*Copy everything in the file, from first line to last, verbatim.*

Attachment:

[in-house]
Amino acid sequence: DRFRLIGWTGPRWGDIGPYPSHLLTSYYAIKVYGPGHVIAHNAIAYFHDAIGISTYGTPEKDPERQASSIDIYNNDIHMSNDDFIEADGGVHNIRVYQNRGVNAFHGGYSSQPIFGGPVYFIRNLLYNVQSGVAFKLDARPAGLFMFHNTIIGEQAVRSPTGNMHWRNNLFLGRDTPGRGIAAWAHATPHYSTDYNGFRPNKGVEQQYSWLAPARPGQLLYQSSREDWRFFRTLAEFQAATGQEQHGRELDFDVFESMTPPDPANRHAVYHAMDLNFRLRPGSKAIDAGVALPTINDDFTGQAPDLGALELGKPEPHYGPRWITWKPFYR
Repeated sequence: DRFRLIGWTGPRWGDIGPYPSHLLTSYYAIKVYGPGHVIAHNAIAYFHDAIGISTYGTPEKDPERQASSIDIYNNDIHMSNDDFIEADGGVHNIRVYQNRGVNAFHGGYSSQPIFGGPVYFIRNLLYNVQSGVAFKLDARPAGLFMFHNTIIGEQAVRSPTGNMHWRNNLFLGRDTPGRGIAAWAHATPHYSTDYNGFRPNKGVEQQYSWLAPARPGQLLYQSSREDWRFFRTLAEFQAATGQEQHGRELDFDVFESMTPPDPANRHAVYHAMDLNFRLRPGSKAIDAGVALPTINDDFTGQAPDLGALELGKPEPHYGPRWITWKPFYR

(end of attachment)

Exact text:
[in-house]
Amino acid sequence: DRFRLIGWTGPRWGDIGPYPSHLLTSYYAIKVYGPGHVIAHNAIAYFHDAIGISTYGTPEKDPERQASSIDIYNNDIHMSNDDFIEADGGVHNIRVYQNRGVNAFHGGYSSQPIFGGPVYFIRNLLYNVQSGVAFKLDARPAGLFMFHNTIIGEQAVRSPTGNMHWRNNLFLGRDTPGRGIAAWAHATPHYSTDYNGFRPNKGVEQQYSWLAPARPGQLLYQSSREDWRFFRTLAEFQAATGQEQHGRELDFDVFESMTPPDPANRHAVYHAMDLNFRLRPGSKAIDAGVALPTINDDFTGQAPDLGALELGKPEPHYGPRWITWKPFYR
Repeated sequence: DRFRLIGWTGPRWGDIGPYPSHLLTSYYAIKVYGPGHVIAHNAIAYFHDAIGISTYGTPEKDPERQASSIDIYNNDIHMSNDDFIEADGGVHNIRVYQNRGVNAFHGGYSSQPIFGGPVYFIRNLLYNVQSGVAFKLDARPAGLFMFHNTIIGEQAVRSPTGNMHWRNNLFLGRDTPGRGIAAWAHATPHYSTDYNGFRPNKGVEQQYSWLAPARPGQLLYQSSREDWRFFRTLAEFQAATGQEQHGRELDFDVFESMTPPDPANRHAVYHAMDLNFRLRPGSKAIDAGVALPTINDDFTGQAPDLGALELGKPEPHYGPRWITWKPFYR